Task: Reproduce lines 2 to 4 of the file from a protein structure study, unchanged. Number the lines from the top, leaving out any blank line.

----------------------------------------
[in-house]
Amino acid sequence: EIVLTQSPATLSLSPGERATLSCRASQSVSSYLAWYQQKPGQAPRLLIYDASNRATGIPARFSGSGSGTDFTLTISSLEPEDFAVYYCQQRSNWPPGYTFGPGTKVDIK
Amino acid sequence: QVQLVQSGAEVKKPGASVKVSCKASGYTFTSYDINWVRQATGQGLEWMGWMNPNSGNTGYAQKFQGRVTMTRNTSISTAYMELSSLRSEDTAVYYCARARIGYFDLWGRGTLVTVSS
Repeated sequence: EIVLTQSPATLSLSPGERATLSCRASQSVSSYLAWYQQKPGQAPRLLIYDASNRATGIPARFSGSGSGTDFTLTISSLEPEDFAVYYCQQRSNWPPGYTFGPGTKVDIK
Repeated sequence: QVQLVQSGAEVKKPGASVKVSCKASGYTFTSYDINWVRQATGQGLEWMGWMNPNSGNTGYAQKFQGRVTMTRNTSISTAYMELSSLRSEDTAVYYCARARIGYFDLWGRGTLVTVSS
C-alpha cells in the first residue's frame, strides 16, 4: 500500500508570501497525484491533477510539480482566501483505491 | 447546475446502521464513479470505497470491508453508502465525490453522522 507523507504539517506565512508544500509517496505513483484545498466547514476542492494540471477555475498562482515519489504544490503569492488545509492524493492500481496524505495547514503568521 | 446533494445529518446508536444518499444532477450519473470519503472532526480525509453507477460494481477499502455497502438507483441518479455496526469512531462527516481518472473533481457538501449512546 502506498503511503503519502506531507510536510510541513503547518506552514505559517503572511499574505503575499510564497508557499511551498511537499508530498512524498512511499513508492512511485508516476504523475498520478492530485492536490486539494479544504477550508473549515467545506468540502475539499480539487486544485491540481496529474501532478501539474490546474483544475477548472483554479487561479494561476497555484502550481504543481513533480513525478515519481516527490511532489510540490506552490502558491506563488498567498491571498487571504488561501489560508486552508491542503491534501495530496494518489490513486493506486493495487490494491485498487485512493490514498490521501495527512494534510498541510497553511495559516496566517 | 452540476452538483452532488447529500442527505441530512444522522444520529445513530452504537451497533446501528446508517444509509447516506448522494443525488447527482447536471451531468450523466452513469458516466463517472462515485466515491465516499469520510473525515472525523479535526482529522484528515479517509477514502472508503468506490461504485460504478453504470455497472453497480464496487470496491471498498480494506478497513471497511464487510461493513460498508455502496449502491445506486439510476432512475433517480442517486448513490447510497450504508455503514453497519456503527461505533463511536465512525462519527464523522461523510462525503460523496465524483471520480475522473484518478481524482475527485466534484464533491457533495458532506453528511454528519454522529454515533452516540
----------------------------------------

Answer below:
Amino acid sequence: EIVLTQSPATLSLSPGERATLSCRASQSVSSYLAWYQQKPGQAPRLLIYDASNRATGIPARFSGSGSGTDFTLTISSLEPEDFAVYYCQQRSNWPPGYTFGPGTKVDIK
Amino acid sequence: QVQLVQSGAEVKKPGASVKVSCKASGYTFTSYDINWVRQATGQGLEWMGWMNPNSGNTGYAQKFQGRVTMTRNTSISTAYMELSSLRSEDTAVYYCARARIGYFDLWGRGTLVTVSS
Repeated sequence: EIVLTQSPATLSLSPGERATLSCRASQSVSSYLAWYQQKPGQAPRLLIYDASNRATGIPARFSGSGSGTDFTLTISSLEPEDFAVYYCQQRSNWPPGYTFGPGTKVDIK